The Perfect Holiday Gift

Do you have someone on your holiday gift list who’s hard to buy for? Give them something they don’t have:

A Brick!

Yes, thanks to HSoSC, you can have your message etched on a genuine old Sarasota brick for all to see and admire, while helping us preserve an actual part of our past!

These bricks were originally laid in the dawn

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New, an afternoon event at the Historical Society!

Not everyone can attend our traditional 7pm Conversations at the Crocker, but we don’t want to make it hard to have fun and learn a little with us. So we’ve added “History is Fun!” afternoon events to our educational line-up.

Our premiere event, our “Grand Opening” as it were, of these afternoon events will be Wednesday December 1 2021 at 2pm in the Crocker Memorial Church. It’s entitled “Sarasota: Art Inspired By The Past” and

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Come see our play!

On Tuesday November 9 at 7 pm in the Crocker Memorial Church, the Historical Society will be gathering at its first Conversation at the Crocker since the pandemic.

To mark the county centennial, the filmed reading of “The Roads We Traveled to Sarasota County“, written and produced by our own Kathryn Chesley will be presented. This November 2021 Conversation at the Crocker is eagerly awaited by members (free) and not-yet- members ($10) alike.

A Welcome Back Party on the Back Porch begins at 6 pm, the program starts at 7 pm, and we hope to see you there!

News of our new afternoon event on Weds. Dec. 1, “History is FUN!”, will be available as well. “The Past Inspires the Arts” with spotlight guest artist Marlane Wurzbach will our first presentation.

Our Forever Heroine

Coming up in 2022, there will be this wonderful “Forever stamp” to stock up on. If it weren’t for Dr. Eugenie Clark, what would our oceans and the Gulf of Mexico be like? Known as “The Shark Lady”… she transformed a dream into a multi-faceted research center, Mote Marine. Clark was a pioneer in the field of scuba diving for research purposes.

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Walking tour of Granada Neighborhood

Time for #whattodothisweekend, brought to you by the Historical Society of Sarasota County. See more, each week, on our Facebook page.

Saturday morning, join our historic peers, the Sarasota Alliance for Historic Preservation, on their hour-long walking tour of the Granada neighborhood. Admission is $25.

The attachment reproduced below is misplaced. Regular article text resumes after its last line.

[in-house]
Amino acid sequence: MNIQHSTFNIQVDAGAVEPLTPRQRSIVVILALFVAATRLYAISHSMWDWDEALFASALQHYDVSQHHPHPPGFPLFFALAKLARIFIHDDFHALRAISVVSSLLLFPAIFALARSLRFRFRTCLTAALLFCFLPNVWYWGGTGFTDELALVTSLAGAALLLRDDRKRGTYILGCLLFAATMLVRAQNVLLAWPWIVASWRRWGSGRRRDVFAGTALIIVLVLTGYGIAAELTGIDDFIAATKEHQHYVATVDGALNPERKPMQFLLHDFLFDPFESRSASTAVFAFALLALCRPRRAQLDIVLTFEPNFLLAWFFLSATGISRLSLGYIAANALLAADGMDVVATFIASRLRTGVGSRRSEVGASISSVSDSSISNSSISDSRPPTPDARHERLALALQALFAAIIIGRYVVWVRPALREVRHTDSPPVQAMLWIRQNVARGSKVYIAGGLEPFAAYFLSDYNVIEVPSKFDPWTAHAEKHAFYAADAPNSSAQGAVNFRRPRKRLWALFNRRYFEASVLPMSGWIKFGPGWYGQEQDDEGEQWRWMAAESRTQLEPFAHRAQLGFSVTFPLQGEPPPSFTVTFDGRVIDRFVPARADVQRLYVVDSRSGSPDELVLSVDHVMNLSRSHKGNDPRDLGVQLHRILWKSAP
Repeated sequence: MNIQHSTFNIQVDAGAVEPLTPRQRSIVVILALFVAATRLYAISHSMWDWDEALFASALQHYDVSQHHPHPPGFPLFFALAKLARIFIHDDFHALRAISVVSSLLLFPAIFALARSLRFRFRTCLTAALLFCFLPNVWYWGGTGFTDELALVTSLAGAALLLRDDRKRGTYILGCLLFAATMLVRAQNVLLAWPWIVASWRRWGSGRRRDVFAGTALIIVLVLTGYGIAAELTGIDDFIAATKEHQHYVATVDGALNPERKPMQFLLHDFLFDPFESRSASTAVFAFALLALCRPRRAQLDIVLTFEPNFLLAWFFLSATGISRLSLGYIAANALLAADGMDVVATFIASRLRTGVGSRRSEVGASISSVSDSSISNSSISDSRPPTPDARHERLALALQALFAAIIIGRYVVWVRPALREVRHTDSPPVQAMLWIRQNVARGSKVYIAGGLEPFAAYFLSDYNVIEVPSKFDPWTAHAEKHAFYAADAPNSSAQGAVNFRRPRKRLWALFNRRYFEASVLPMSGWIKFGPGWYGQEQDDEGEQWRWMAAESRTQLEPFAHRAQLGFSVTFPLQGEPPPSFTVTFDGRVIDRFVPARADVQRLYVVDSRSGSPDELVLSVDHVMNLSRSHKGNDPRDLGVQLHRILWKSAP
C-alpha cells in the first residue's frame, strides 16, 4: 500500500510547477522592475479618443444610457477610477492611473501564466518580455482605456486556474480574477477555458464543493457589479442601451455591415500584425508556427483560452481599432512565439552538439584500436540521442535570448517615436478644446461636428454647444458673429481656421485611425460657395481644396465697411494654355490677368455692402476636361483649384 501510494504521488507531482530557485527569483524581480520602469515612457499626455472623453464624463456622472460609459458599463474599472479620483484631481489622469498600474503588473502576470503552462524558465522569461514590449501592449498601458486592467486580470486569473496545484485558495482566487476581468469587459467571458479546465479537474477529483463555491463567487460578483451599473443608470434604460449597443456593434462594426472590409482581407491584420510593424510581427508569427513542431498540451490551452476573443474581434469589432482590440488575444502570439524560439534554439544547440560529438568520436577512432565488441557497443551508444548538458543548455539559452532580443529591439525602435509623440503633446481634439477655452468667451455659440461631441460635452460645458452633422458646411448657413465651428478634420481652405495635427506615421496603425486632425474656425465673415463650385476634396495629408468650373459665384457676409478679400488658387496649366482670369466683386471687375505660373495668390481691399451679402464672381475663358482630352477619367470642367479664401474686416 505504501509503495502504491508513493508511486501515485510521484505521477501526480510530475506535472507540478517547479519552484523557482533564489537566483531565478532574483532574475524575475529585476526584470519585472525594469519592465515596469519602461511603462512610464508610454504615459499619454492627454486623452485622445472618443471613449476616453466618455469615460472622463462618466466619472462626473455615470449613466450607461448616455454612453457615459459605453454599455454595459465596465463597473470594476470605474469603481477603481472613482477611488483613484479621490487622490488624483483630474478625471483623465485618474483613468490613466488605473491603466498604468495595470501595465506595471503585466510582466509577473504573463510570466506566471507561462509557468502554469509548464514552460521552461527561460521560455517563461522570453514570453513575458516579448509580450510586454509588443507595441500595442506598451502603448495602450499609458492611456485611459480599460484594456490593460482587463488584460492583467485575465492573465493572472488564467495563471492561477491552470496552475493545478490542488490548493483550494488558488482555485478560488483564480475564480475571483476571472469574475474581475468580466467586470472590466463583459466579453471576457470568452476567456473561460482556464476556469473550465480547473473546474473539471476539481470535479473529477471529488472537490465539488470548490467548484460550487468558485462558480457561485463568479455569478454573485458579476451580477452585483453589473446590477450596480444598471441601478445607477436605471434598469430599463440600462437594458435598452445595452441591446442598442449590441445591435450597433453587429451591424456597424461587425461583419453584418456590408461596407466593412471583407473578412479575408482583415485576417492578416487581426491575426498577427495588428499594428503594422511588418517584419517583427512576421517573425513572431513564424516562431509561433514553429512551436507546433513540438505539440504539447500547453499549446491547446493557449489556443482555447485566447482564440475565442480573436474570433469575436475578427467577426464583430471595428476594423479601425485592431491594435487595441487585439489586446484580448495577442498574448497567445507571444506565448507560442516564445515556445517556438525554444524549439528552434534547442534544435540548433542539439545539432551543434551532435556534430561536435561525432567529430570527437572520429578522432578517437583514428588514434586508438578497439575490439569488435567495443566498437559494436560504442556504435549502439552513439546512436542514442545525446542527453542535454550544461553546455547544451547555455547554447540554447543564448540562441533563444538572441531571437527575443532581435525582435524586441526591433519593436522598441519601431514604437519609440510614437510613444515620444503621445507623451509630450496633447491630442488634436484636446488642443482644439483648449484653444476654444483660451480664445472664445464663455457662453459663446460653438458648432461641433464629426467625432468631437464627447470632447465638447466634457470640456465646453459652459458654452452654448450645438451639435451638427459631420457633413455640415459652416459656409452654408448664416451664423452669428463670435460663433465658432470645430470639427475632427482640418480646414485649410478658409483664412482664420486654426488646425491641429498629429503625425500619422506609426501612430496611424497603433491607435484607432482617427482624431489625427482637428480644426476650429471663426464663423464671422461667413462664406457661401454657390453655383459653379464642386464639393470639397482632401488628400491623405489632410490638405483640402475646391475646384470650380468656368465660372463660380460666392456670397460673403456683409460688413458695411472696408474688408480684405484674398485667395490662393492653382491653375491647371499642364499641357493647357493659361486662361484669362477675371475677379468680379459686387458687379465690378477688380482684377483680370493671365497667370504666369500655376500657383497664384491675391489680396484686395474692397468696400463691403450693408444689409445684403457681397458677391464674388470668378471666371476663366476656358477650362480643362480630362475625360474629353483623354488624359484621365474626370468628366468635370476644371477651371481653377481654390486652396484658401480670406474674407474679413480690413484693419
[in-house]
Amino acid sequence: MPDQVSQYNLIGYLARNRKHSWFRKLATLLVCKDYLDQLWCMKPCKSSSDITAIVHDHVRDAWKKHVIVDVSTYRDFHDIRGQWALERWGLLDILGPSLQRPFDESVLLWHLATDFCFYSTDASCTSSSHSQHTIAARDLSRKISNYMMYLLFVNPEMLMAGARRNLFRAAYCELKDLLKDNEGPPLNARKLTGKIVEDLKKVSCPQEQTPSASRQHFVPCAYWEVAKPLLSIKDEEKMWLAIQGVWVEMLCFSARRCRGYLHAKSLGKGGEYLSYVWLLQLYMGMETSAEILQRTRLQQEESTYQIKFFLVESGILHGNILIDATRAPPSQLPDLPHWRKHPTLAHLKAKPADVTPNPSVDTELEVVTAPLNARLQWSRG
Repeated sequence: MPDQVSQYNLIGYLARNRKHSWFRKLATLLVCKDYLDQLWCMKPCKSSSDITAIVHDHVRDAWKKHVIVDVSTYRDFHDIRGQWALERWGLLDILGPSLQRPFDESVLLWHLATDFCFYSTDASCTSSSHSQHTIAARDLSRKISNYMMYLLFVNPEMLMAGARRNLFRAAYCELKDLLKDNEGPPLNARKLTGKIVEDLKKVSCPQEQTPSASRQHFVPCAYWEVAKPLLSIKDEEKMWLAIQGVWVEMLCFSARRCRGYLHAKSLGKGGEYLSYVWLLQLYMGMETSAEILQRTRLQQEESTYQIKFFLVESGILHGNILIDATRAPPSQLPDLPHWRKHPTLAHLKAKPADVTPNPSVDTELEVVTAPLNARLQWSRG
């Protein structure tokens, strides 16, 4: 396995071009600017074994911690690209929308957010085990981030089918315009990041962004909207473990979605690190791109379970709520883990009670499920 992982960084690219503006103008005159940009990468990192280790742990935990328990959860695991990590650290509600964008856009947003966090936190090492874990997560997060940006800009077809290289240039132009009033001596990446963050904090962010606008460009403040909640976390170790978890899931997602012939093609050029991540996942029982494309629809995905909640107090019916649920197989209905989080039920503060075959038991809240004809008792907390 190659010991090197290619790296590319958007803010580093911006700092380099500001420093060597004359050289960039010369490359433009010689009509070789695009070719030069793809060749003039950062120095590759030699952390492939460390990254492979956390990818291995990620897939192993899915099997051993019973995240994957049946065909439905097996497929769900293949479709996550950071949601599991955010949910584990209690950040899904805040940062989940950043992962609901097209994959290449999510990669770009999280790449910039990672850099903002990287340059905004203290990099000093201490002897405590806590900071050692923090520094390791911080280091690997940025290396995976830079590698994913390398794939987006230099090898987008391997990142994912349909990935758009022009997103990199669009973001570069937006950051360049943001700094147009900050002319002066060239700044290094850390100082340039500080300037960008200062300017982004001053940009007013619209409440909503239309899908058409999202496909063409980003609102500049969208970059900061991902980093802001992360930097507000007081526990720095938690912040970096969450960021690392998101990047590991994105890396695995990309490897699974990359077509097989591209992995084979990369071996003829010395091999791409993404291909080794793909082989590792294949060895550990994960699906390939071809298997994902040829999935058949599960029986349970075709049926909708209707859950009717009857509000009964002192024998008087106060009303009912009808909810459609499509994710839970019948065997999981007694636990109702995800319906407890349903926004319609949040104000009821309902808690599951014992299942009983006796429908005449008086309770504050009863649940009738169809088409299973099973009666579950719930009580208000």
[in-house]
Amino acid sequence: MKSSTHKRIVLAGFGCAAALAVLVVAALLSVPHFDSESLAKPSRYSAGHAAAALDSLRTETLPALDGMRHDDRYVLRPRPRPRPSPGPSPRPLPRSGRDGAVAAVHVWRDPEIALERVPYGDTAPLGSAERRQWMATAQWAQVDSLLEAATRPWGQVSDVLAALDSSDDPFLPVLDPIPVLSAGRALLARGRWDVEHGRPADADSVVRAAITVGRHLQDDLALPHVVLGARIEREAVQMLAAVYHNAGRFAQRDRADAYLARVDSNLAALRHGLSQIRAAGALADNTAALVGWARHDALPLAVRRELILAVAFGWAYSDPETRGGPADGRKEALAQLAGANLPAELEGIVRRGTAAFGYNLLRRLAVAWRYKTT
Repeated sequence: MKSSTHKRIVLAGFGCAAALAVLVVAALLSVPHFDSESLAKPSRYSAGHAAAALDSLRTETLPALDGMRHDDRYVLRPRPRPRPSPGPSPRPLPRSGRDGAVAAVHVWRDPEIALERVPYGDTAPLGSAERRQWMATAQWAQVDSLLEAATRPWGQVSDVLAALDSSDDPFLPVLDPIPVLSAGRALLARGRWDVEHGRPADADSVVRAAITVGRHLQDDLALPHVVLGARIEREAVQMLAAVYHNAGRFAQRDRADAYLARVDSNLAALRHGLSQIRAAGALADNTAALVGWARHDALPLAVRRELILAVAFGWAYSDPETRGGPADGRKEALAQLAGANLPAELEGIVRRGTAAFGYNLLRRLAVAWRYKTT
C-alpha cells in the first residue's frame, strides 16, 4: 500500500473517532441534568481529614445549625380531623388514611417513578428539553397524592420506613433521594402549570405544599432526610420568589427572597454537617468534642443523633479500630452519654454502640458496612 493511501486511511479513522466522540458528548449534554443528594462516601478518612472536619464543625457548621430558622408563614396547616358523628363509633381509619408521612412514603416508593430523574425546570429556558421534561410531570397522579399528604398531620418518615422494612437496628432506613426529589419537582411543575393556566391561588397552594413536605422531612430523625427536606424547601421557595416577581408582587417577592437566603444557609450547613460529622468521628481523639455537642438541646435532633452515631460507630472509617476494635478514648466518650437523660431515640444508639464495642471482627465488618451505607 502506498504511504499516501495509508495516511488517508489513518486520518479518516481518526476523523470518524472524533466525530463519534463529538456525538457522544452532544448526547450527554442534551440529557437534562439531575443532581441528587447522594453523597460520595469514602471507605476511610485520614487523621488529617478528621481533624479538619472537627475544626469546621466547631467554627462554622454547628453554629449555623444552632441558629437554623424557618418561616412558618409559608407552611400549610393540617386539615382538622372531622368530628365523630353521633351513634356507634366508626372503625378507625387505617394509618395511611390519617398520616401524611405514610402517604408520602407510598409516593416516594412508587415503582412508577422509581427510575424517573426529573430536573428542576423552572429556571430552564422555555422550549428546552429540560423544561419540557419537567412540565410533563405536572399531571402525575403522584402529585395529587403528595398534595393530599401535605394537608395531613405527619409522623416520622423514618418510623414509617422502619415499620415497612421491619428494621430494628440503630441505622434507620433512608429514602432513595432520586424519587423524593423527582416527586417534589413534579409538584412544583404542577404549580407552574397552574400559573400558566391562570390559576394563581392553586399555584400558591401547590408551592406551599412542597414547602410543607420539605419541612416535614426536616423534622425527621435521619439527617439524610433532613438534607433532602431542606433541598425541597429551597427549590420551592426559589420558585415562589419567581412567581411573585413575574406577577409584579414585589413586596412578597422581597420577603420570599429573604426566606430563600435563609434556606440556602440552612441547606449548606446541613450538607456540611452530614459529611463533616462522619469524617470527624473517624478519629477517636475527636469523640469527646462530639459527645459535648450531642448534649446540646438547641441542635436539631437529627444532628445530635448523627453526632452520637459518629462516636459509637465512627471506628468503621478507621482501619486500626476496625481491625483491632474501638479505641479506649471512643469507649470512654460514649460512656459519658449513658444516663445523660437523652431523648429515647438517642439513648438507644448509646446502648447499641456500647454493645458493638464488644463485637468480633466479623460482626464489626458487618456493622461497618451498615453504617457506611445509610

And don’t forget, next Tuesday, November 9 (finally, our first since 2020!), is our Conversation at the Crocker at 7PM in the historic Crocker Memorial Church, 1260 12th Street, Sarasota. Free to members (you can join at the door) and $10 to not-yet members. This month’s topic.

This Day in History is very moving….

In the wee small hours of October 18 2006, you could have seen two historic buildings moving slowly, oh so slowly, through the streets of Sarasota.

That was the day in history when the Historical Society moved its buildings to Pioneer Park. Here’s the local news item:

SARASOTA October 16 2006– The 1882 Bidwell-Wood House had been scheduled to be moved from Florida Avenue to Pioneer Park early Thursday morning.
But mover R.E. Johnson and Son will transport the building 24 hours earlier. Sometime between 2 and 3 a.m. on Wednesday, the Bidwell-Wood House — and the Crocker Church — will be moved from Florida Avenue, south of 10th Street, to Pioneer Park, at 12th Street and Cocoanut. The Historical Society of Sarasota County and the city of Sarasota are coordinating the project.
The buildings have been up on trucks and ready to go for several days.The public is invited to follow the three-block move behind the trucks — in bathrobes and pajamas, for those who wish.
Once the buildings are in place, piers will be built into the footings, which have already been poured on a high spot in the park, and then the structures will be lowered into place.
The move will be videotaped for a documentary to be shown on the Discovery Channel and the National Geographic Channel.

And once the buildings were safe in Pioneer Park, all of us were walking on air.

Photo courtesy of Harold Bubil through the Herald-Tribune.

It had been a long journey, even though it was actually only a few blocks… and it would be several years before we could use the buildings to present local history, but this was a momentous day not just for HSoSC but for the entire county: two buildings saved from the wrecking ball, so that residents can understand what came before today.

Help the Historical Society of Sarasota County Preserve History